In addition to the DataWindow control, the DataStore object provides a nonvisual container for server applications and other situations where on-screen viewing is not necessary.

The DataWindow supports data retrieval with retrieval arguments and data update. You can use edit styles, display formats, and validation rules for consistent data entry and display. The DataWindow provides many methods for manipulating the DataWindow, including Modify for changing DataWindow object properties. You can share a result set between several DataWindow controls and you can synchronize data between a client and server.

Development environment

You can develop both parts of your DataWindow implementation in PowerBuilder. You use:

  • The DataWindow painter to define DataWindow objects.

  • The Window or User Object painters to add DataWindow controls to windows or visual user objects. The DataWindow control is on the drop-down palette of controls for these painters.

In the Window or User Object painters, you can write scripts that control the DataWindow's behavior and manipulate the data it retrieves. Your scripts can also instantiate DataStore objects.

In the PowerBuilder Browser you can examine the properties, events, and methods of DataWindow controls and DataStore objects on the System tab page. If you have a library open that contains DataWindow objects, you can examine the internal properties of the DataWindow object on the Browser's DataWindow tab page.

DataWindow objects

The DataWindow control or DataStore object uses a DataWindow object defined with any presentation style. The DataWindow object determines what data is retrieved and how it is displayed. The control can also display Powersoft reports (PSRs), which do not need to retrieve data.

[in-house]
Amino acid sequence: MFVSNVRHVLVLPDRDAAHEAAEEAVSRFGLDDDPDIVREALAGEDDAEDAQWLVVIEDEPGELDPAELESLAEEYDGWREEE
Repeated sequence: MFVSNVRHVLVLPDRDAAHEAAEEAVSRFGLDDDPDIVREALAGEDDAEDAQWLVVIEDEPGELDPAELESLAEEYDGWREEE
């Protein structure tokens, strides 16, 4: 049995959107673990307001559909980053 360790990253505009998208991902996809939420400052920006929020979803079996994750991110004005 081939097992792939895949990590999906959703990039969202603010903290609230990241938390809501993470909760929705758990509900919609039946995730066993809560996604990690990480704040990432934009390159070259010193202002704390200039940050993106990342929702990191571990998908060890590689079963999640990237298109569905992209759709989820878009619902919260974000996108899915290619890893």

Database connections

The PowerBuilder DataWindow can use ODBC, JDBC, and native database drivers for database connectivity. Users can connect to a data source on any server to which they have access, including databases and middle-tier servers on the Internet.

To make a connection, you can use the internal Transaction object of the DataWindow, or you can make the connection with a separate PowerBuilder transaction object.

A PowerBuilder application provides a default Transaction object, SQLCA. You can define additional Transaction objects if you need to make additional connections. When you connect with a separate Transaction object, you can control when SQL COMMIT and ROLLBACK statements occur, and you can use the same connection for multiple controls.

For more information about using a Transaction object with a DataWindow, see Using DataWindow Objects.

For more information about PowerBuilder Transaction objects, see the section called “Using Transaction Objects” in Application Techniques.


You write scripts in the Window or User Object painter to connect to the database, retrieve data, process user input, and update data.

In PowerBuilder, you can take advantage of object inheritance by defining a user object inherited from a DataWindow control and adding your own custom functionality. You can reuse the customized DataWindow control throughout your applications.

You create DataStore objects, the nonvisual version of a DataWindow control, by creating them in a script and calling methods for the object. You can also define a user object that is inherited from a DataStore and customize it. For more information, see Using DataStore Objects.

Libraries and applications

You store DataWindow objects in PowerBuilder libraries (PBLs) during development. When you build your application, you can include the DataWindow objects in the application executable or in PowerBuilder dynamic libraries (PBDs).

For more information about designing DataWindow objects and building a PowerBuilder application, see the section called “Defining DataWindow Objects” in Users Guide and Application Techniques.